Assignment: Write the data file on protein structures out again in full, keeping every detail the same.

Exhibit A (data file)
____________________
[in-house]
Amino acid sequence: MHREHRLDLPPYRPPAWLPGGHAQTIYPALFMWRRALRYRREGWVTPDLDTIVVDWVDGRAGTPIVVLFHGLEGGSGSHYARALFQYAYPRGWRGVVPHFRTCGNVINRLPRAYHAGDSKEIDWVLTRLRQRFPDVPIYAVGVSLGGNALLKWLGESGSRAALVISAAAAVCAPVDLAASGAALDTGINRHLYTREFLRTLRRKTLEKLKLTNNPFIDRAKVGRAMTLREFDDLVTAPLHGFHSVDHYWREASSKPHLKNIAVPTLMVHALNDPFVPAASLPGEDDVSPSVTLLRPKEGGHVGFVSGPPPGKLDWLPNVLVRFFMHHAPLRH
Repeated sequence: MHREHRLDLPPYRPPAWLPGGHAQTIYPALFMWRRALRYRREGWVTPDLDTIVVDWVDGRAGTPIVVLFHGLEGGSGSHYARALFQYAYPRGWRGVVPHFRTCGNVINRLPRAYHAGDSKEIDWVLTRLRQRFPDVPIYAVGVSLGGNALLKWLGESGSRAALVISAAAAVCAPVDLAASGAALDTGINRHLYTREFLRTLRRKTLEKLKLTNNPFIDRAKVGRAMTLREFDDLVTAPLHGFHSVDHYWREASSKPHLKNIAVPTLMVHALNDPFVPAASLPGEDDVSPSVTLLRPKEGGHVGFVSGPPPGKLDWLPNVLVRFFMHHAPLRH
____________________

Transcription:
[in-house]
Amino acid sequence: MHREHRLDLPPYRPPAWLPGGHAQTIYPALFMWRRALRYRREGWVTPDLDTIVVDWVDGRAGTPIVVLFHGLEGGSGSHYARALFQYAYPRGWRGVVPHFRTCGNVINRLPRAYHAGDSKEIDWVLTRLRQRFPDVPIYAVGVSLGGNALLKWLGESGSRAALVISAAAAVCAPVDLAASGAALDTGINRHLYTREFLRTLRRKTLEKLKLTNNPFIDRAKVGRAMTLREFDDLVTAPLHGFHSVDHYWREASSKPHLKNIAVPTLMVHALNDPFVPAASLPGEDDVSPSVTLLRPKEGGHVGFVSGPPPGKLDWLPNVLVRFFMHHAPLRH
Repeated sequence: MHREHRLDLPPYRPPAWLPGGHAQTIYPALFMWRRALRYRREGWVTPDLDTIVVDWVDGRAGTPIVVLFHGLEGGSGSHYARALFQYAYPRGWRGVVPHFRTCGNVINRLPRAYHAGDSKEIDWVLTRLRQRFPDVPIYAVGVSLGGNALLKWLGESGSRAALVISAAAAVCAPVDLAASGAALDTGINRHLYTREFLRTLRRKTLEKLKLTNNPFIDRAKVGRAMTLREFDDLVTAPLHGFHSVDHYWREASSKPHLKNIAVPTLMVHALNDPFVPAASLPGEDDVSPSVTLLRPKEGGHVGFVSGPPPGKLDWLPNVLVRFFMHHAPLRH